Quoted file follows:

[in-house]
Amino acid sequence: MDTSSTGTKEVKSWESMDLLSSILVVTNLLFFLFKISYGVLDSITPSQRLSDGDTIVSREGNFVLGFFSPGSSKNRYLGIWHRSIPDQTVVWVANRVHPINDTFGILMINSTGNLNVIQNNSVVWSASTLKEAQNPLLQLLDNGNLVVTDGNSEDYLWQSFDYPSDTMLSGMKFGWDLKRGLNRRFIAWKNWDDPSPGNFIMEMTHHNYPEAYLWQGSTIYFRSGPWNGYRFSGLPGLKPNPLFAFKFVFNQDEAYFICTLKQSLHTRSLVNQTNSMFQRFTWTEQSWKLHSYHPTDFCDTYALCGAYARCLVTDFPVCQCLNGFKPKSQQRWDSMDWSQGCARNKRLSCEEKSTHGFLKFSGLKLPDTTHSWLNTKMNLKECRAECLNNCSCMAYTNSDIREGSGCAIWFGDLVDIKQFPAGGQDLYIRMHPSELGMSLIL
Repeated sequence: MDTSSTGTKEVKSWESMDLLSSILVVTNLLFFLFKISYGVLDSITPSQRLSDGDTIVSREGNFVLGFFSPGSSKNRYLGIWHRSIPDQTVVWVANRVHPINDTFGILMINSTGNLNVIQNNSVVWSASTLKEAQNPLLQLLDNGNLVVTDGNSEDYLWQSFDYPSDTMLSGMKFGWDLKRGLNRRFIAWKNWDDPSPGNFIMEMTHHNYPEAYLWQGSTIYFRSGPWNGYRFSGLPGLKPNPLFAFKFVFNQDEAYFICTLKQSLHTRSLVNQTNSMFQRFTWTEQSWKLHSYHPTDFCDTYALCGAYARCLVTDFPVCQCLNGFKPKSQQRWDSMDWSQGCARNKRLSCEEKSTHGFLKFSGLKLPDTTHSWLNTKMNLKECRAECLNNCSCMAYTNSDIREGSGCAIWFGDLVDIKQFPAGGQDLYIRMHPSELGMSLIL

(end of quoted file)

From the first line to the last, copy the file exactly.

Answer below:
[in-house]
Amino acid sequence: MDTSSTGTKEVKSWESMDLLSSILVVTNLLFFLFKISYGVLDSITPSQRLSDGDTIVSREGNFVLGFFSPGSSKNRYLGIWHRSIPDQTVVWVANRVHPINDTFGILMINSTGNLNVIQNNSVVWSASTLKEAQNPLLQLLDNGNLVVTDGNSEDYLWQSFDYPSDTMLSGMKFGWDLKRGLNRRFIAWKNWDDPSPGNFIMEMTHHNYPEAYLWQGSTIYFRSGPWNGYRFSGLPGLKPNPLFAFKFVFNQDEAYFICTLKQSLHTRSLVNQTNSMFQRFTWTEQSWKLHSYHPTDFCDTYALCGAYARCLVTDFPVCQCLNGFKPKSQQRWDSMDWSQGCARNKRLSCEEKSTHGFLKFSGLKLPDTTHSWLNTKMNLKECRAECLNNCSCMAYTNSDIREGSGCAIWFGDLVDIKQFPAGGQDLYIRMHPSELGMSLIL
Repeated sequence: MDTSSTGTKEVKSWESMDLLSSILVVTNLLFFLFKISYGVLDSITPSQRLSDGDTIVSREGNFVLGFFSPGSSKNRYLGIWHRSIPDQTVVWVANRVHPINDTFGILMINSTGNLNVIQNNSVVWSASTLKEAQNPLLQLLDNGNLVVTDGNSEDYLWQSFDYPSDTMLSGMKFGWDLKRGLNRRFIAWKNWDDPSPGNFIMEMTHHNYPEAYLWQGSTIYFRSGPWNGYRFSGLPGLKPNPLFAFKFVFNQDEAYFICTLKQSLHTRSLVNQTNSMFQRFTWTEQSWKLHSYHPTDFCDTYALCGAYARCLVTDFPVCQCLNGFKPKSQQRWDSMDWSQGCARNKRLSCEEKSTHGFLKFSGLKLPDTTHSWLNTKMNLKECRAECLNNCSCMAYTNSDIREGSGCAIWFGDLVDIKQFPAGGQDLYIRMHPSELGMSLIL